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Obama's terrific traveling toast tour of Asia -- No. 2, Indonesia

November 9, 2010 |  4:08 pm

Democrat US president Barack Obama's toast with Indonesian president Susilo Bambang Yudhoyono Jakarta 11-9-10

 It's good to be president.

Two days. Two countries. Two state dinners. Two toasts. President Obama on Tuesday revisited his partial childhood homeland of Indonesia, the world's most populous Muslim-majority nation. 

Tonight's presidential toast with Indonesian President Susilo Bambang Yudhoyono was seven minutes long. That's three minutes longer than last night's in those gorgeous Indian gardens. And tonight's was indoors, due to a driving all-day rainstorm that didn't stop some anti-Obama protesters (See photo).

Wednesday Obama is to give a university speech and visit the largest mosque in Southeast Asia.

The American president profusely thanked his banquet hosts for a....

...medal honoring his mother. He reminisced briefly about his childhood days there, expressing applauded appreciation for some favorite Indonesian dishes served at the banquet -- nasi goring, emping and kerupuk.

And he stressed the counter-intuitive notion that such seemingly diverse countries were actually very similar in several ways.

Next stop: South Korea.

- Andrew Malcolm

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State Dinner Toast by President Obama, Jakarta, as provided by the White House

PRESIDENT OBAMA:  President Yudhoyono, Mrs. Yudhoyono, to all the distinguished guests who are here today, thank you for this extraordinary honor. I am proud and humbled to accept this award on behalf of my mother. And although she could not be here in person, I know that my sister Maya Soetoro would be equally proud.
 
Now, I’m going to have the opportunity to speak tomorrow and so I will try to keep my remarks brief.  First of all, thank you for the bakso. (Laughter.)  The nasi goring.  (Applause.)  The emping.  (Laughter.)  The kerupuk.  (Laughter.)  Semuanya enak. (Laughter.) Thank you very much.  (Applause.) 
 
But the fact, Mr. President, that you would choose to recognize my mother in this way speaks to the bonds that she forged over many years with the people of this magnificent country. And in honoring her, you honor the spirit that led her to travel into villages throughout the country, often on the back of motorcycles, because that was the only way to get into some of these villages.

She believed that we all share common aspirations -- to live in dignity and security, to get an education, to provide for our families, to give our children a better future, to leave the world better than we found it.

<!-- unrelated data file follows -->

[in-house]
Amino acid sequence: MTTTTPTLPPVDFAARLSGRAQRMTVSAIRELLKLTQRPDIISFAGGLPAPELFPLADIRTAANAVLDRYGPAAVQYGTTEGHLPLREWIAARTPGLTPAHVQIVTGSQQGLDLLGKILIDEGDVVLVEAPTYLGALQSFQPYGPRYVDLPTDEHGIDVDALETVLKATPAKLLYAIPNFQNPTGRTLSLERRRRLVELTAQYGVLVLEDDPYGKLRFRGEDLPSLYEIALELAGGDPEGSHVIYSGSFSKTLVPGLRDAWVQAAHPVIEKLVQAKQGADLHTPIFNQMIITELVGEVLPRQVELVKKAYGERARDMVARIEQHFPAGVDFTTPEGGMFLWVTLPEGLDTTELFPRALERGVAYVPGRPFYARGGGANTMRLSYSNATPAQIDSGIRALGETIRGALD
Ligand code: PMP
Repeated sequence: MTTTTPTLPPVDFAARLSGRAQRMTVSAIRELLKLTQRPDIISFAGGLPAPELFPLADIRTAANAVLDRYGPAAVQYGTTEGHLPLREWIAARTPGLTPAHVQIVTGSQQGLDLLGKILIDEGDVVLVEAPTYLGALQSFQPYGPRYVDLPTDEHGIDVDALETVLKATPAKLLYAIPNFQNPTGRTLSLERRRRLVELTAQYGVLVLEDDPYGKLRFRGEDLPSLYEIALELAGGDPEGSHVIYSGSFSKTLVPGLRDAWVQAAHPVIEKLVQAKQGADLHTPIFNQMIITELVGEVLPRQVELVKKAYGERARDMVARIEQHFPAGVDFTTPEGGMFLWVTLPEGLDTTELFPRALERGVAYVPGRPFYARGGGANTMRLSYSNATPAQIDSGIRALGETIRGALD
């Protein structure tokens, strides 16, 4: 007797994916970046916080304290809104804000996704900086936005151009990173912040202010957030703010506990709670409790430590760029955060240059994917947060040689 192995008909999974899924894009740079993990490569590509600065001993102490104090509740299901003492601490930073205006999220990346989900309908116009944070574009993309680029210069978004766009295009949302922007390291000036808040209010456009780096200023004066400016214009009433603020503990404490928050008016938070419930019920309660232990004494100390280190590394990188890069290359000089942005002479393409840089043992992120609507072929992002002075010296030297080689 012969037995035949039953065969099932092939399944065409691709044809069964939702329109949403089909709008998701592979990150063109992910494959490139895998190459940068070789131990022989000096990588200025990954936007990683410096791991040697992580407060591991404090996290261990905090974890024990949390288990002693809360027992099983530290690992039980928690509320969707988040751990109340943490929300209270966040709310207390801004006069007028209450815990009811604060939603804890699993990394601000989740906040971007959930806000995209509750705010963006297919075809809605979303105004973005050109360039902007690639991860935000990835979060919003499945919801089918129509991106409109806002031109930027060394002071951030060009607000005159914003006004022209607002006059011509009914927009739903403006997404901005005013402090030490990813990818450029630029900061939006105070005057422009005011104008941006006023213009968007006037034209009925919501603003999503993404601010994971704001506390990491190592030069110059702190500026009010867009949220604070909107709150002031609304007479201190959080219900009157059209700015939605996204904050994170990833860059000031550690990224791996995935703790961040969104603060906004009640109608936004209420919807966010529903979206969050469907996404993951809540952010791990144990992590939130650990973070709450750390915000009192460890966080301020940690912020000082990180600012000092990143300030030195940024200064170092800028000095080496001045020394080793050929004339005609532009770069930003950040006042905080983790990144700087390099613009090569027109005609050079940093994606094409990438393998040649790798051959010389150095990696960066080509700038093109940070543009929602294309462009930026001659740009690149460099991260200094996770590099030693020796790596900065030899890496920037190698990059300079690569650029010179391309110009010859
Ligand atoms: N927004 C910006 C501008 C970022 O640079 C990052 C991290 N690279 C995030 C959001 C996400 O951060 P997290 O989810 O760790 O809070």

She also believed, by the way, in the importance of educating girls and empowering women, because she understood that when we provide education to young women, when we honor and respect women, that we are in fact developing the entire country. Indonesian protesters take to the streets against the visit by US Democrat president Barack Obama 11-9-10

That’s what kept bringing my mother back to this country for so many years. That’s the lesson that she passed on to me and that’s the lesson that Michelle and I try to pass on to our daughters. 
 
So on behalf of our entire family, we thank you. I am deeply moved. It is this same largeness of heart that compels us tonight to keep in our thoughts and prayers all those who are suffering from the eruptions and the tsunami and the earthquake.  With so many in need tonight, that’s one more reason for me to keep my remarks short.
 
As a young boy in Menteng Dalam 40 years ago, I could never imagine that I would one day be hosted here at Istana Negara -- never mind as President of the United States. I didn’t think I would be stepping into this building ever.  (Laughter and applause.)>p>  And I know that much has been made about how a young boy could move between such different countries and cultures as Indonesia and the United States.

But the truth is, is that our two countries have far more in common than most people realize. We are two peoples who broke free from colonial rule.  We are both two vast nations that stretch thousands of miles. We are both two societies that find strength in our diversity. 

And we are two democracies where power resides in the people.  And so it’s only natural that we should be partners in the world.
 
I am fortunate to have a very strong partner in President Yudhoyono -- Indonesia’s first directly elected president, and a leader who has guided this nation through its journey into democracy.  And our two nations are fortunate that we are forging a partnership for the 21st century. And as we go forward, I’m reminded of a proverb:  bagai aur dengan tebing -- like bamboo and the river bank, we rely on each other. 
 
And so I would like to propose a toast. In the spirit of friendship between our two countries, we are reminded of the truth that no nation is an island, not even when you’re made up of thousands of islands. We all rely on each other together, like bamboo and the river bank. And like my mother riding between villages on a motorcycle, we are all stronger and safer when we see our common humanity in each other.
 
So President Yudhoyono, and to all the distinguished who are here, thank you for your extraordinary friendship and the warmth with which you have received Michelle and myself. And I promise that it won’t take so long before I come back.    ####

Related Item:

Obama packs away the exotica at India state dinner

Photo: Abror Rizki / EPA (Obama toasts with Indonesian President Susilo Bambang Yudhoyono); Barbara Walton / EPA.

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